This is the third question from the Udacity CS212 final exam. I will update this article with my solution in 1 week. Please do not comment anything during the final exam week !!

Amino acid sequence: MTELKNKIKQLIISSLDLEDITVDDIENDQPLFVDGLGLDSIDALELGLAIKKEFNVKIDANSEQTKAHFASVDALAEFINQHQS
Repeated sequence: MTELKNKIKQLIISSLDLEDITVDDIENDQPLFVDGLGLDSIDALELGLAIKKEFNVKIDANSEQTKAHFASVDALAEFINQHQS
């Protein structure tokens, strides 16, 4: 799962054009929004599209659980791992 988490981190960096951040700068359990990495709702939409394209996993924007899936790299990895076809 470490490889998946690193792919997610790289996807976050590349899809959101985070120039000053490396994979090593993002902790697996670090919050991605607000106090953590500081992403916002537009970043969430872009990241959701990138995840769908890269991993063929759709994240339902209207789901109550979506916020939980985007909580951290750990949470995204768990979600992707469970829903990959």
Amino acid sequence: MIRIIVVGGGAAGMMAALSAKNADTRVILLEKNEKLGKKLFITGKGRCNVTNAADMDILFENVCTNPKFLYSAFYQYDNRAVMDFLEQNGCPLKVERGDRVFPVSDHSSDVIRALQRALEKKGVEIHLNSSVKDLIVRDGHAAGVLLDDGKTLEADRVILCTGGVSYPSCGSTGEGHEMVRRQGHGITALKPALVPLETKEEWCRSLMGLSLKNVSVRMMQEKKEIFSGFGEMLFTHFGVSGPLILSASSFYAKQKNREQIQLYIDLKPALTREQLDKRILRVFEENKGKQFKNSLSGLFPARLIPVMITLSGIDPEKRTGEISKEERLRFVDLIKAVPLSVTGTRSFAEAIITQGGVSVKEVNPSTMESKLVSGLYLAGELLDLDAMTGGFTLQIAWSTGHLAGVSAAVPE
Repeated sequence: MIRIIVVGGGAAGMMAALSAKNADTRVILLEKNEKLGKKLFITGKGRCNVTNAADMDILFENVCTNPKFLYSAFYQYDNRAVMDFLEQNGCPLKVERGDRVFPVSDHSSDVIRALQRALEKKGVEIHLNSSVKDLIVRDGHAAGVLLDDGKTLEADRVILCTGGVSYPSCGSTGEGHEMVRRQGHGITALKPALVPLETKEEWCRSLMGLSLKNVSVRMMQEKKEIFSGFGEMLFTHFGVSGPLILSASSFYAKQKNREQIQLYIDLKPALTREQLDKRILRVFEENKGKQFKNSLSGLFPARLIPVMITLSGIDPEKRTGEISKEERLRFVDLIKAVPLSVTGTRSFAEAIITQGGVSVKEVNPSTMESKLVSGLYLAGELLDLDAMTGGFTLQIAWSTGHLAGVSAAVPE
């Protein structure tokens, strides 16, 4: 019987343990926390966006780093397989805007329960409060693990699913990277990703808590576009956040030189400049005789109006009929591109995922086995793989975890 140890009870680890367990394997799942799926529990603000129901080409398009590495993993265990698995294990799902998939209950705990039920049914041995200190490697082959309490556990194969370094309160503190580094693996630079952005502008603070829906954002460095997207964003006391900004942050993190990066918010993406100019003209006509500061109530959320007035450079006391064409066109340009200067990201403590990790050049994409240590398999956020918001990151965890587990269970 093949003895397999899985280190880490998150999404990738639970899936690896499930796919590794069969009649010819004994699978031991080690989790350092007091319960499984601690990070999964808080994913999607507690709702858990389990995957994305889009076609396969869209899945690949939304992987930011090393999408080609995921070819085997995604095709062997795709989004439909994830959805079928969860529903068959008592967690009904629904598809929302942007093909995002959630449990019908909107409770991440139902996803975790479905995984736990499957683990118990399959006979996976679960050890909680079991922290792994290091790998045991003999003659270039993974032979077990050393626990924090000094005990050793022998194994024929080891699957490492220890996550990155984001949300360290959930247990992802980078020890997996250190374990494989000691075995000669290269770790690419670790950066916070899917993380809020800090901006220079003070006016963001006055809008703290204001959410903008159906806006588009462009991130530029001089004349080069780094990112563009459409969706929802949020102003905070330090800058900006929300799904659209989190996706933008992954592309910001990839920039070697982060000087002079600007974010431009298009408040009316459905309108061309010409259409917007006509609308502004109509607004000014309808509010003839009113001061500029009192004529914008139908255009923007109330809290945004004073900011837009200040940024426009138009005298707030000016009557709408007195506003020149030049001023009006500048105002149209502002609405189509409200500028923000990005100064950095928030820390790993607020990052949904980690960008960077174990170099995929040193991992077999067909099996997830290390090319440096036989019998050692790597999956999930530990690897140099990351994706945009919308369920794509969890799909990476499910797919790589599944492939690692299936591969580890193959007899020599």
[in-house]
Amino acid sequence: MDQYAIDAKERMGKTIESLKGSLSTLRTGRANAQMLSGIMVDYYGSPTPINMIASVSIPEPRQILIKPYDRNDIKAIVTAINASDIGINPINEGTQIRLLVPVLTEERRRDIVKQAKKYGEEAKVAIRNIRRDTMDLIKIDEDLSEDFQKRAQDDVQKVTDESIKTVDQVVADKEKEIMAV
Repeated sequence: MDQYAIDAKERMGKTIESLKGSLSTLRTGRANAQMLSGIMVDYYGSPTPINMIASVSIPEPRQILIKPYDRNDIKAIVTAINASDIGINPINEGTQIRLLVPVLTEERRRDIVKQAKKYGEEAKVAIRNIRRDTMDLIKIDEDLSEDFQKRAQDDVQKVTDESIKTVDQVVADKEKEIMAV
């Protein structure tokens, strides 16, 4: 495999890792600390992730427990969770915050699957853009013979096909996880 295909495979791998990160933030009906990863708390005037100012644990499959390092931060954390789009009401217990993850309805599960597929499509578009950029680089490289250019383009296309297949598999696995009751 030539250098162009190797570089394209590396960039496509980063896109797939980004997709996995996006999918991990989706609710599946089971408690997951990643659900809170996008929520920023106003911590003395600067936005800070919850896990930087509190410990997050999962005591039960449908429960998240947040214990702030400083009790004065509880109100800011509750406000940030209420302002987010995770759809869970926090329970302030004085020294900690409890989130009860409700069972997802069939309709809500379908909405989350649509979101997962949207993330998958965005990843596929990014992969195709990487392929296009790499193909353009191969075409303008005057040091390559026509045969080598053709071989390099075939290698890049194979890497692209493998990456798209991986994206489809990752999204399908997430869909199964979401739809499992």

My solution: